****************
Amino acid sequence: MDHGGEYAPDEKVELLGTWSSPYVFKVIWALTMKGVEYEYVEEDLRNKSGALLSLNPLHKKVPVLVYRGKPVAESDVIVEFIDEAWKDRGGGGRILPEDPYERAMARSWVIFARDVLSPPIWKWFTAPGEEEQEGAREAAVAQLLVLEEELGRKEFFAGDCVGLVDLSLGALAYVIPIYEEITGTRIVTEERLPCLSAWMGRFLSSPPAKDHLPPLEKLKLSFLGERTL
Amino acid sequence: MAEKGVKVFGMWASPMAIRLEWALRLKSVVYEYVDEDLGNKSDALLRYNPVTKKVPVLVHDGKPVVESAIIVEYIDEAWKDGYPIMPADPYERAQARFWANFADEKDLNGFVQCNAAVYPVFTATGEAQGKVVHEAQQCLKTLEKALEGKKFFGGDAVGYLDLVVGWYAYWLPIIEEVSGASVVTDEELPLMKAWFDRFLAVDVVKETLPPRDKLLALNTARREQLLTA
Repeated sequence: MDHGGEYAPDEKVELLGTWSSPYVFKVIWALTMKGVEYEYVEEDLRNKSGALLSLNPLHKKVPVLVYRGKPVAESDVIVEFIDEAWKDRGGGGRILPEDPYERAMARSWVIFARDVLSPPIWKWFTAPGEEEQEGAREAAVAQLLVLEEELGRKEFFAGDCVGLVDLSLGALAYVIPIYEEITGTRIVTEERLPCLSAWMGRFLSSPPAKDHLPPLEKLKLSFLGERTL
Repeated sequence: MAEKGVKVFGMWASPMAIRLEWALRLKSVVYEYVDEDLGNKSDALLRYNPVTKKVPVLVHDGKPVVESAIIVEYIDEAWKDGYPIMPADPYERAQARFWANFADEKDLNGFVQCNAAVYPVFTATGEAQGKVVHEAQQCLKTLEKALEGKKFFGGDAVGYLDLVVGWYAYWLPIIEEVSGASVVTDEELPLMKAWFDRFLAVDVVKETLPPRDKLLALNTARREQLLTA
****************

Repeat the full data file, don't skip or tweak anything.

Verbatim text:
Amino acid sequence: MDHGGEYAPDEKVELLGTWSSPYVFKVIWALTMKGVEYEYVEEDLRNKSGALLSLNPLHKKVPVLVYRGKPVAESDVIVEFIDEAWKDRGGGGRILPEDPYERAMARSWVIFARDVLSPPIWKWFTAPGEEEQEGAREAAVAQLLVLEEELGRKEFFAGDCVGLVDLSLGALAYVIPIYEEITGTRIVTEERLPCLSAWMGRFLSSPPAKDHLPPLEKLKLSFLGERTL
Amino acid sequence: MAEKGVKVFGMWASPMAIRLEWALRLKSVVYEYVDEDLGNKSDALLRYNPVTKKVPVLVHDGKPVVESAIIVEYIDEAWKDGYPIMPADPYERAQARFWANFADEKDLNGFVQCNAAVYPVFTATGEAQGKVVHEAQQCLKTLEKALEGKKFFGGDAVGYLDLVVGWYAYWLPIIEEVSGASVVTDEELPLMKAWFDRFLAVDVVKETLPPRDKLLALNTARREQLLTA
Repeated sequence: MDHGGEYAPDEKVELLGTWSSPYVFKVIWALTMKGVEYEYVEEDLRNKSGALLSLNPLHKKVPVLVYRGKPVAESDVIVEFIDEAWKDRGGGGRILPEDPYERAMARSWVIFARDVLSPPIWKWFTAPGEEEQEGAREAAVAQLLVLEEELGRKEFFAGDCVGLVDLSLGALAYVIPIYEEITGTRIVTEERLPCLSAWMGRFLSSPPAKDHLPPLEKLKLSFLGERTL
Repeated sequence: MAEKGVKVFGMWASPMAIRLEWALRLKSVVYEYVDEDLGNKSDALLRYNPVTKKVPVLVHDGKPVVESAIIVEYIDEAWKDGYPIMPADPYERAQARFWANFADEKDLNGFVQCNAAVYPVFTATGEAQGKVVHEAQQCLKTLEKALEGKKFFGGDAVGYLDLVVGWYAYWLPIIEEVSGASVVTDEELPLMKAWFDRFLAVDVVKETLPPRDKLLALNTARREQLLTA